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@JohnFx Don't put mesh into the dryer vent pipe. That would be a pain to clean, which means it won't be done as often as it should. This will lead to decreased dryer performance, and possibly a fire. –  KeithB Aug 26 '10 at 16:27
    
Not to mention if you use the mesh to keep lint from going into the bath, you'll block the air flow from the bath with lint, and moisture won't be drawn from the bath as it should be, which is the whole point of a bath fan. –  The Evil Greebo Sep 6 '12 at 13:43
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Going through the roof is fine, the idea is to make the run as straight and short as possible. First floor through roof is not ideal, so keep it under 25 feet.

I'd worry about return air. If you go through the roof, I would not use the same line as a bathroom (note my condensation problem).

I'll let you know how my new cap works out (if it ever arrives), you'll want something like that as well to keep the outside air out of your dryer.

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By going straight up, especially in a two story house, don't you risk increased lint buildup, which could lead to a fire? Sounds like an unnecessary risk. –  tnorthcutt Aug 26 '10 at 18:26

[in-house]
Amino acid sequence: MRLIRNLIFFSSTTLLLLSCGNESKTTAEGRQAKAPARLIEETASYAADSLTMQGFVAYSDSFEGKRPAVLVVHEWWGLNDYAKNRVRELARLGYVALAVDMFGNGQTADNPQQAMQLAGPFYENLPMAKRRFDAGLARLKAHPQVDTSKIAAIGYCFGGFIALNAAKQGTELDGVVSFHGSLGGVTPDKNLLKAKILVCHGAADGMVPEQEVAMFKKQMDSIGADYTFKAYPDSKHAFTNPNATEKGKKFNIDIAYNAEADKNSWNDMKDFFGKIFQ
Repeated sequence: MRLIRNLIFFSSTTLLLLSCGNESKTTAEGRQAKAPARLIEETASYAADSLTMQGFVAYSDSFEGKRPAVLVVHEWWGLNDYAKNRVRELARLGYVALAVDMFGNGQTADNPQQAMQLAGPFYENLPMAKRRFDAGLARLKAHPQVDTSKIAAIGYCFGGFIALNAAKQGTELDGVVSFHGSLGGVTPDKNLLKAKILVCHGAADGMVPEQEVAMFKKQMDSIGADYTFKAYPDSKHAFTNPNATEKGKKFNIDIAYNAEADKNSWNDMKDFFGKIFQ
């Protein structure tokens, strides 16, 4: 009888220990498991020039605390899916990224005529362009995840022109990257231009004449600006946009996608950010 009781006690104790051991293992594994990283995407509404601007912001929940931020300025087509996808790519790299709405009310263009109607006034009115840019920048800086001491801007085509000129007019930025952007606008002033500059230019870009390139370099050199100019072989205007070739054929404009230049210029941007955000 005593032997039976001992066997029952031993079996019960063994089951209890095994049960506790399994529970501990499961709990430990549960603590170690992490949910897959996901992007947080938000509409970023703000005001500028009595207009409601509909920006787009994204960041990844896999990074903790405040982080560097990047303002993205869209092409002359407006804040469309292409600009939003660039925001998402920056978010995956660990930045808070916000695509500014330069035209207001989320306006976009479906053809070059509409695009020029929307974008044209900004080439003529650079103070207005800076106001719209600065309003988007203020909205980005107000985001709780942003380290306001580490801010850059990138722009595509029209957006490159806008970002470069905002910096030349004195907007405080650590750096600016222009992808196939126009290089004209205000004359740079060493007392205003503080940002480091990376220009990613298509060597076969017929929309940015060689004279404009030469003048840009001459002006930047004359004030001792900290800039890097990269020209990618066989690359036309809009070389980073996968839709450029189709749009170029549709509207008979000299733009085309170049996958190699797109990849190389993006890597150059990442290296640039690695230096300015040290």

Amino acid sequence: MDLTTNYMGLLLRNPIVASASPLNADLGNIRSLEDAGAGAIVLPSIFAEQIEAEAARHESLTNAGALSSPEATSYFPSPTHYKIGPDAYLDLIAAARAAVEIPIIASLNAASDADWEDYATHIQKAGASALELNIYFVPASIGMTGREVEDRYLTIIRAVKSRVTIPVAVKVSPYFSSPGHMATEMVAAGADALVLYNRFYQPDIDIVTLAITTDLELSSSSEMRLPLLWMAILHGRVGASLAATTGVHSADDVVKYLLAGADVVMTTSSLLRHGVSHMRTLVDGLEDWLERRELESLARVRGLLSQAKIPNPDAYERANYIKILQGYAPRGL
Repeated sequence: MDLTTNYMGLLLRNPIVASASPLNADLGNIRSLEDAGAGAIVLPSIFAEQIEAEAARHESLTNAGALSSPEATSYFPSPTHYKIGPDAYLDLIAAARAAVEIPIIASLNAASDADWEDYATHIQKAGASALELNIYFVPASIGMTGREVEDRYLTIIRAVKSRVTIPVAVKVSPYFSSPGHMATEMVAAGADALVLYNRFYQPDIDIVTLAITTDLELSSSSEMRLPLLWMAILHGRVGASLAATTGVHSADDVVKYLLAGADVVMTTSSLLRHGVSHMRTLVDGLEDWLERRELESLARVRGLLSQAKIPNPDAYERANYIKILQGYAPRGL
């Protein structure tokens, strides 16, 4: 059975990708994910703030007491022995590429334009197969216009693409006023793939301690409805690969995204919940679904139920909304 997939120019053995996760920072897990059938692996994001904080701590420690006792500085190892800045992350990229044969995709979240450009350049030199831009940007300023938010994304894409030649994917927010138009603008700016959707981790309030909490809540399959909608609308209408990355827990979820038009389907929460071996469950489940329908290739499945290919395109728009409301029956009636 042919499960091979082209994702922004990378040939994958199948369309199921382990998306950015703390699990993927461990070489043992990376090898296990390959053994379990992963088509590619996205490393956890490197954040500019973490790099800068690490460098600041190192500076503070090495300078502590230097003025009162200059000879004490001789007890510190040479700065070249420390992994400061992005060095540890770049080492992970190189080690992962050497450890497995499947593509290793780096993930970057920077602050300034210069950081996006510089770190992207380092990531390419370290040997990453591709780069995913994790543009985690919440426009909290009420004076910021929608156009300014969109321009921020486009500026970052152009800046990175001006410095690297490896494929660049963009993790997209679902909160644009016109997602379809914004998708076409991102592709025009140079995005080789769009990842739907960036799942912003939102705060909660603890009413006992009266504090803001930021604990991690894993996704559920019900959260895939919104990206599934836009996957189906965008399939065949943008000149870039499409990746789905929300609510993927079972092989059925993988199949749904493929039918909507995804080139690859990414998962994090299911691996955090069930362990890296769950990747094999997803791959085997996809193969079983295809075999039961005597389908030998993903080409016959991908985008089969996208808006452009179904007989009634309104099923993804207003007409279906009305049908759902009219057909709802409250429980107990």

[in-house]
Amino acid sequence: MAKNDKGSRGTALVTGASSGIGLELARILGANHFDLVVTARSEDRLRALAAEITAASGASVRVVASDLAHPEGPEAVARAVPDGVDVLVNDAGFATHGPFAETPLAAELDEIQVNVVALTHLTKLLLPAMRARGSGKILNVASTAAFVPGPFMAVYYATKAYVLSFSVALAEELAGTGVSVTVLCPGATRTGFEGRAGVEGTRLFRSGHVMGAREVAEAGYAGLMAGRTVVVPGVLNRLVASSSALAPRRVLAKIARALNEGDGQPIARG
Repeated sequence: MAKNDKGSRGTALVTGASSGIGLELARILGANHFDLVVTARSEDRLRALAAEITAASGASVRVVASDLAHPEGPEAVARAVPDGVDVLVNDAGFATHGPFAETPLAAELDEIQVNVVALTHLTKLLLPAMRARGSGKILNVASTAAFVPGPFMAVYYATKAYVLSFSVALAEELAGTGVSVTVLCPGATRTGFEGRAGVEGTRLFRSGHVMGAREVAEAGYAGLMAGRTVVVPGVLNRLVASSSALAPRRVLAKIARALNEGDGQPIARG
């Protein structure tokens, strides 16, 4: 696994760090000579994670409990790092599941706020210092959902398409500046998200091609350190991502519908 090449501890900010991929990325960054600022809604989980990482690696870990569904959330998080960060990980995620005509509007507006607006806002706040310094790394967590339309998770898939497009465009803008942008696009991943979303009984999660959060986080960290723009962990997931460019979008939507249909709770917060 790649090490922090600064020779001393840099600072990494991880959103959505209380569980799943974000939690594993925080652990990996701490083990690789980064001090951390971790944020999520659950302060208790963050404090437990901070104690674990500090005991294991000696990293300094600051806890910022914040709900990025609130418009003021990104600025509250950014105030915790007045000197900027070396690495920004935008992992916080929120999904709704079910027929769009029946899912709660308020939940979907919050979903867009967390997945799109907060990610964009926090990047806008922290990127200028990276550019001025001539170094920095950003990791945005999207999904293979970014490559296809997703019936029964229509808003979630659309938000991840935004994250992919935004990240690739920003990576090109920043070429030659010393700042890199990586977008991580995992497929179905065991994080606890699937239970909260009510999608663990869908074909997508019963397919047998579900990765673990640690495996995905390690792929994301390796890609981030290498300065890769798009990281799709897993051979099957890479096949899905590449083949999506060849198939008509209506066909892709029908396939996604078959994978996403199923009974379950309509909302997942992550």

@tnorthcutt- Do we know if it is a 2 story house? –  auujay Aug 26 '10 at 19:55
    
Venting through the roof is a common practice in areas where you can't get under the house. Obviously the ideal is to stick your dryer on the outside wall and vent it 10 inches. I haven't seen anything to indicate that lint buildup is a problem as long as the run is as short as possible and pressure off the dryer is adequate. Distance and # elbows should be a greater concern than gravity. –  Steve Jackson Aug 26 '10 at 20:33
    
@auujay - It is a two story house, but the second floor is a loft so it isn't quite as high as you may be thinking. The pipe would have a run of probably no more than 15' total. –  JohnFx Aug 26 '10 at 23:12
    
If lint build up is a concern they do have lint traps you can stick in the line right after the dryer (but before it gets very far in the vent pipe). This acts as a secondary lint trap to the one in the dryer and will let you clean it out from inside the house. –  auujay Aug 27 '10 at 13:57
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Can you continue the vent on the porch to an exterior wall? Maybe put in a 90 degree bend and continue the vent pipe along the wall of the house? Here is a list of maximum vent length, down toward the bottom of the page.

I wouldn't try to share the bathroom vent. I can see several potential downfalls. The dryer may actually vent into the bathroom which will fill it with hot, moist air if not lint. The bathroom may vent through your dryer. The bathroom fan may fill with lint, making it inoperable at best, and causing a fire hazard in the worst case.

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We had to go through our roof with our dryer. I doubt it was longer than 15' but at any rate never experienced any problems.